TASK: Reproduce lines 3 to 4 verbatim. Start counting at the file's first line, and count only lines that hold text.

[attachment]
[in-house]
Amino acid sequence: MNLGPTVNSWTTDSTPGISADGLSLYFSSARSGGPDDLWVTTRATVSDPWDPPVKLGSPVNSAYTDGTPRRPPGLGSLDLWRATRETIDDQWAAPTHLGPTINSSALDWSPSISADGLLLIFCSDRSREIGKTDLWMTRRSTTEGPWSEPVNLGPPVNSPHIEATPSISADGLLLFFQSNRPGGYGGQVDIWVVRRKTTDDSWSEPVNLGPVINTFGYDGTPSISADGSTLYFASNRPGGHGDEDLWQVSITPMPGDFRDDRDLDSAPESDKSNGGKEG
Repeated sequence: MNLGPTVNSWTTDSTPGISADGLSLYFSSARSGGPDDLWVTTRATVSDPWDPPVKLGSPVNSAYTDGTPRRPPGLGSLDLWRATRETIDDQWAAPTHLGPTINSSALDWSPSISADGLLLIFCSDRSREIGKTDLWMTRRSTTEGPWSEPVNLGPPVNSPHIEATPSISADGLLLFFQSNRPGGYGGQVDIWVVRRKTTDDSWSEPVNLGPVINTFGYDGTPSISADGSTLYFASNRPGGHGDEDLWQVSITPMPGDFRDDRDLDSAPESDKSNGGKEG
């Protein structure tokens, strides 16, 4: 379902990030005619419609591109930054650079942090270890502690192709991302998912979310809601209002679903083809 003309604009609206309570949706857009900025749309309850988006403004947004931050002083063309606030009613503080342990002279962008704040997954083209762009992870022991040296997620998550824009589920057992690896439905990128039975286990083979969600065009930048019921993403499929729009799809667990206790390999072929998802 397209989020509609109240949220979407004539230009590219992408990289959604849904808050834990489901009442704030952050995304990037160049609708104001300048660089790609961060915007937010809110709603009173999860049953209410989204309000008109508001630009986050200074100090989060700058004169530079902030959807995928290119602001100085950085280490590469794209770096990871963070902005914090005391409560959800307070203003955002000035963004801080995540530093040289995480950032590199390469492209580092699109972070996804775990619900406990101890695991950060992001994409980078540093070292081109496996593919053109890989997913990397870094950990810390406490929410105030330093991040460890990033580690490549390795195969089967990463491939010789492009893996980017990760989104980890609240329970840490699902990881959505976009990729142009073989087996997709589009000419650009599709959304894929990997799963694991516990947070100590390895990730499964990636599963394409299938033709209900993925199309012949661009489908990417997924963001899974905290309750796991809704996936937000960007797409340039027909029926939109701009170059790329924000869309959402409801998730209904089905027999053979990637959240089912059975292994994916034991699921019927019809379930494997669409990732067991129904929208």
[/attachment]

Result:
Repeated sequence: MNLGPTVNSWTTDSTPGISADGLSLYFSSARSGGPDDLWVTTRATVSDPWDPPVKLGSPVNSAYTDGTPRRPPGLGSLDLWRATRETIDDQWAAPTHLGPTINSSALDWSPSISADGLLLIFCSDRSREIGKTDLWMTRRSTTEGPWSEPVNLGPPVNSPHIEATPSISADGLLLFFQSNRPGGYGGQVDIWVVRRKTTDDSWSEPVNLGPVINTFGYDGTPSISADGSTLYFASNRPGGHGDEDLWQVSITPMPGDFRDDRDLDSAPESDKSNGGKEG
């Protein structure tokens, strides 16, 4: 379902990030005619419609591109930054650079942090270890502690192709991302998912979310809601209002679903083809 003309604009609206309570949706857009900025749309309850988006403004947004931050002083063309606030009613503080342990002279962008704040997954083209762009992870022991040296997620998550824009589920057992690896439905990128039975286990083979969600065009930048019921993403499929729009799809667990206790390999072929998802 397209989020509609109240949220979407004539230009590219992408990289959604849904808050834990489901009442704030952050995304990037160049609708104001300048660089790609961060915007937010809110709603009173999860049953209410989204309000008109508001630009986050200074100090989060700058004169530079902030959807995928290119602001100085950085280490590469794209770096990871963070902005914090005391409560959800307070203003955002000035963004801080995540530093040289995480950032590199390469492209580092699109972070996804775990619900406990101890695991950060992001994409980078540093070292081109496996593919053109890989997913990397870094950990810390406490929410105030330093991040460890990033580690490549390795195969089967990463491939010789492009893996980017990760989104980890609240329970840490699902990881959505976009990729142009073989087996997709589009000419650009599709959304894929990997799963694991516990947070100590390895990730499964990636599963394409299938033709209900993925199309012949661009489908990417997924963001899974905290309750796991809704996936937000960007797409340039027909029926939109701009170059790329924000869309959402409801998730209904089905027999053979990637959240089912059975292994994916034991699921019927019809379930494997669409990732067991129904929208």